Combustion Lesson for Kids

Instructor: Michelle Vannoy
Combustion is a common type of chemical reaction - so common, in fact, that if you've ever lit a match or viewed fireworks, you've seen it in action. In this lesson, we'll discuss what is needed for combustion to take place and what is formed by the combustion reaction.

The Fourth of July: Lots of Combustion

Fourth of July is a wonderful holiday. Maybe you have family over and grill out. Maybe you go to the lake or a special vacation spot. One thing almost everybody does on Fourth of July is set of fireworks or go to a fireworks display. Many of us love the beautiful colors and the loud, thunderous booms. My favorite is when they are synchronized to music and they explode in shapes like stars or the American Flag. It is one of my favorite holidays!

Did you know that many of the things we see or do on Fourth of July involve combustion reactions? From grilling food, roasting marshmallows and writing your name with a sparkler to setting off bottle rockets and roman candles or watching huge firework displays, all of these things involve combustion reactions.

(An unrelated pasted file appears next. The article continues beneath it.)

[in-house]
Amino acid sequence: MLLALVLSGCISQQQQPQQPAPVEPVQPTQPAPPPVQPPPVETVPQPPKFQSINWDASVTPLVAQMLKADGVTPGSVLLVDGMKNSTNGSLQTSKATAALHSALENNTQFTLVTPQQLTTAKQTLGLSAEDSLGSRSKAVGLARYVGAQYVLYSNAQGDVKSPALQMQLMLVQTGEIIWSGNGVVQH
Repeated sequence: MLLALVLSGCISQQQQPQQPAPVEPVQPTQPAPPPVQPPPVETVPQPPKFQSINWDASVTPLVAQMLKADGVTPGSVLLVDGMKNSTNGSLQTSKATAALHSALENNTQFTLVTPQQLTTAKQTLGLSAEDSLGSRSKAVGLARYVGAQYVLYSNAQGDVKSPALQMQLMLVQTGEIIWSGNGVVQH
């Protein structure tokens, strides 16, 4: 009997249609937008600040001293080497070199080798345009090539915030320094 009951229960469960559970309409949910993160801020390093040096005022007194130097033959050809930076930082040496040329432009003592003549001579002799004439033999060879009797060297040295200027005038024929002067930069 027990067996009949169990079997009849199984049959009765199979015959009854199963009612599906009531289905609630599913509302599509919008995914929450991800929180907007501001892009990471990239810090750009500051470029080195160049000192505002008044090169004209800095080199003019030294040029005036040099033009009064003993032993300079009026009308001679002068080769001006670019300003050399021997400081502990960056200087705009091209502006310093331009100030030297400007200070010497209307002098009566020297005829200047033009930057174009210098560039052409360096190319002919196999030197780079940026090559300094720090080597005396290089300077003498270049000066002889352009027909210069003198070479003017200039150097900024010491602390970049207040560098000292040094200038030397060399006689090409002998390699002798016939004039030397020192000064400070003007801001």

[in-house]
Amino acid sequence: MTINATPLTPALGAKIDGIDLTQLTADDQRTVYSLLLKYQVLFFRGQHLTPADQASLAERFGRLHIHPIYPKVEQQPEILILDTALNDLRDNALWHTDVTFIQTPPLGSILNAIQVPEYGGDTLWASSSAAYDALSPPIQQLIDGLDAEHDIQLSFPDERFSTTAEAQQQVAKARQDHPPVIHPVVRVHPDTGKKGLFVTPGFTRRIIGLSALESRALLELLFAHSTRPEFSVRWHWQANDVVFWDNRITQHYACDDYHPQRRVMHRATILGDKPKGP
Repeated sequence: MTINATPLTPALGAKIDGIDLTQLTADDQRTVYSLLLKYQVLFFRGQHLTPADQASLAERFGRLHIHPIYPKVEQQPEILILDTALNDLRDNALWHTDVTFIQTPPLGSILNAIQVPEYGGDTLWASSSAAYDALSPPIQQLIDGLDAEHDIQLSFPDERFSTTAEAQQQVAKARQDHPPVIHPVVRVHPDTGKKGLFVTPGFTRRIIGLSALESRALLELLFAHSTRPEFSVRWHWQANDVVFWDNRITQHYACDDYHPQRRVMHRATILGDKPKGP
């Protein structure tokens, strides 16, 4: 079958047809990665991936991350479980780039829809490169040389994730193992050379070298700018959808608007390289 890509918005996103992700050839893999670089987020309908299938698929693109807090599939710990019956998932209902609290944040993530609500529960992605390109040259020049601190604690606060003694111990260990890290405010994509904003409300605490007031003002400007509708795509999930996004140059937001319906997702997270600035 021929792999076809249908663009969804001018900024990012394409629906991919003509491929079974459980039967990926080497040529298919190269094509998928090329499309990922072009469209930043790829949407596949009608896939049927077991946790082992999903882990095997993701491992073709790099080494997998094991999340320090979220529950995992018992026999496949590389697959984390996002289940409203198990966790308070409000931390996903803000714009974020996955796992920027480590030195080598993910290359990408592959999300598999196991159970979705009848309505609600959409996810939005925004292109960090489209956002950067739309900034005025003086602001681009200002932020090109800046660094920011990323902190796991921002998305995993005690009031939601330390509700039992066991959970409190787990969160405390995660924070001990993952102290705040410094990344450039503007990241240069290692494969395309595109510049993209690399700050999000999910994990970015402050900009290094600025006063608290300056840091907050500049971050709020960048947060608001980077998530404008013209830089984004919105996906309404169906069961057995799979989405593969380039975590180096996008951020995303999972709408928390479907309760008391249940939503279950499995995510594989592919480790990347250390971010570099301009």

Combustion reactions take place during a firework explosion.

What is Combustion?

Combustion is simply the process of burning something. Anytime we burn anything, combustion is taking place. Combustion always gives off heat and light. Think about sitting by the bonfire after dark. The fire gives off heat and light. What about the fireworks? There is definitely light there - they light up the whole sky. If you were close enough to the spot that the fireworks were lit, you would feel heat as well.

In order to have a combustion reaction, you need the combination of a flammable substance, something to cause a spark to light it, and oxygen. Flammable simply means a substance that can catch fire, such as wood, paper, cloth or lots of other things. These substances are all organic, which means they're made of carbon, and so the combustion reaction leaves behind carbon dioxide and water.

What happens to a fire if there is no oxygen present? It will go out. You can test this with your parents' help by lighting a candle. After the candle is lit, place a mason jar over the candle. As soon as the oxygen in the jar is used up, the candle will go out. If you put your finger on the inside of the jar, you will feel water that was left behind from the combustion reaction.

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